I’ve been referring to Anthony Flowers pamphlet Quiet Music of Words as I go along. These are transcripts of conversations from 2000 and 2001, a form which I usually loathe, especially when every cough and sneeze is faithfully recorded as a sort of stage direction. But this isn’t at all bad in that respect: just the odd ‘Hmm’ and pause for thought. There’s stuff I’m not (at the moment) that interested in, about Caddel’s early working life, but much that directly addresses the ideas and the work and the methods of Magpie Words. This, the ‘Preface’ to Magpie Words and the notes in that book have been invaluable. Particularly the notes: I appreciate having a way into the long ‘reading’ of ‘Y Gododdin’, telling me that there are three approaches to the idea of translation in this poem:

•selective literal translation

•loose phonic translation

•free palimpsest rendering

all of which are unlikely to ‘satisfy a scholar of old Welsh’, because Caddel’s more interested in making a new text than a literal transcription in a different language. Quiet Music of Words expands on this: it is the elegiac core, the grief for lost sons, with which Caddel empathises in the original, and it is this he’s pulling through into new work, powerfully – this from section 83 (free palimpsest rendering):


              fear for him

all puffed out

              crying for

whats lost

close loved

              under stars


Here is a (whole) short section, number 24, rendered in ‘selective literal translation’, pointing up those words and feelings which resonate with the ideas within the poem as a whole, as well as with Caddel’s other writings:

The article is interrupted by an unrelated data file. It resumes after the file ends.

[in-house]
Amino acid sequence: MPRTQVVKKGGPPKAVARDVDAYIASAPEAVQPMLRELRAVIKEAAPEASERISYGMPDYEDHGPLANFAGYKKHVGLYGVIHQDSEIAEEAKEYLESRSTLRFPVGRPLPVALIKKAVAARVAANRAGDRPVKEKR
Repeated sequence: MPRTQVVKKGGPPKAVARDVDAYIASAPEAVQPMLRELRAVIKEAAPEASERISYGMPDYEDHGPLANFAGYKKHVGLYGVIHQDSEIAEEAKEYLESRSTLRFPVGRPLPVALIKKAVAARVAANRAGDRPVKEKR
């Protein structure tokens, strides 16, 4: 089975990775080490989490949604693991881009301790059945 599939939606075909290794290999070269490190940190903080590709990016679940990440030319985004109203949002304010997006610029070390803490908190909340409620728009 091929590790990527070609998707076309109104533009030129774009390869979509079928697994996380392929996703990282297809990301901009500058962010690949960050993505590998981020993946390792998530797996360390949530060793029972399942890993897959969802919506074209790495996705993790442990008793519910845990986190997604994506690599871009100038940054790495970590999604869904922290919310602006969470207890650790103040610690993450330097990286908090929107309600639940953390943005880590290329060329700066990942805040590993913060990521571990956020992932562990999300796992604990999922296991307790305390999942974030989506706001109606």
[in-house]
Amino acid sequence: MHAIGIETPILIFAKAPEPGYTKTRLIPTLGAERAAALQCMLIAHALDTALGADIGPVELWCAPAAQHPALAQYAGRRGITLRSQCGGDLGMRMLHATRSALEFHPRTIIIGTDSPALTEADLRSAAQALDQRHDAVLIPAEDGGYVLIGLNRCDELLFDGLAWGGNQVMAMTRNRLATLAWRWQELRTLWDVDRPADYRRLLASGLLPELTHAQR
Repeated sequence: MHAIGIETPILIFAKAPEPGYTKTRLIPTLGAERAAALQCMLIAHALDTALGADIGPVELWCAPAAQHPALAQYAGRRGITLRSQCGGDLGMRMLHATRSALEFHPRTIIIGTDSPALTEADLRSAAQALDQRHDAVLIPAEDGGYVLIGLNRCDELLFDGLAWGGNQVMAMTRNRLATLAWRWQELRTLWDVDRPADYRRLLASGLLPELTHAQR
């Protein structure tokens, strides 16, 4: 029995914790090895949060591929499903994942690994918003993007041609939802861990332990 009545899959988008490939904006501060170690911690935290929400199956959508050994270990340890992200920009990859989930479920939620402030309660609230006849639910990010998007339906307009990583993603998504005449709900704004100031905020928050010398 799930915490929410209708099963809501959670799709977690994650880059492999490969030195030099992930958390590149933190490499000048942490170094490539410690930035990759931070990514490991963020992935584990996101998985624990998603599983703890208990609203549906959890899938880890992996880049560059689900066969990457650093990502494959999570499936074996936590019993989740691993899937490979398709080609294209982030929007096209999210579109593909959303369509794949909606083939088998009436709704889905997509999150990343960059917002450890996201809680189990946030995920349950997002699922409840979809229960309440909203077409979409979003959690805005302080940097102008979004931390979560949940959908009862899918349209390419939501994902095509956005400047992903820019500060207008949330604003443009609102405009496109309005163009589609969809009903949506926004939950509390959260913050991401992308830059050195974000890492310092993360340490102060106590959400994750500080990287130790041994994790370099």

only son

do not tell



So back to that question of ‘difficulties’. Caddel does not duck out of this in asking you to listen to the sound of the poems. He acknowledges that the poems would be difficult if you were expecting to be able to understand a poem in the same way as prose, and to be able to paraphrase it’s meaning. But he has faith in an ‘empowered reader’, someone who will engage with a difficulty, so that like a piece of music it ‘grows on you’ (p28,QMW). And that is how it’s worked for me: the more I’ve moved around Magpie Words, the more I’ve heard the poems, the more they’ve grown on me. Not necessarily (as he anticipates in ‘Larksong Signals’, with ‘no ideas but in tunes) just because I’ve begun to catch the sense of the sound, but also because of the look of the poems on the page, the meticulous placing of words so that you see what else they can conjure beside the first-heard statement. From ‘Fantasia…(redesdale section)’: the shape of these words gives you not just children-letting-go, but letting-children-go:


or striding over turf

                                    the children

learning to catch things

                                           and let them go

and I struggle for breath

for plant names


Although I’m a reader bored with what appears in so many poetry magazines, I haven’t found much ‘what else’. The reason, says Caddel, is that ‘you haven’t been looking in the right place, because there’s been little or nothing to show you where to look’. For a writer, he adds, the downside of such independent work away from ‘commercial pseudo-critical faffing-around’ is that ‘no-one knows you’re there’. (p33, QMW) Well, now you know he’s there: sound sense to listen.


          © Jane Routh 2002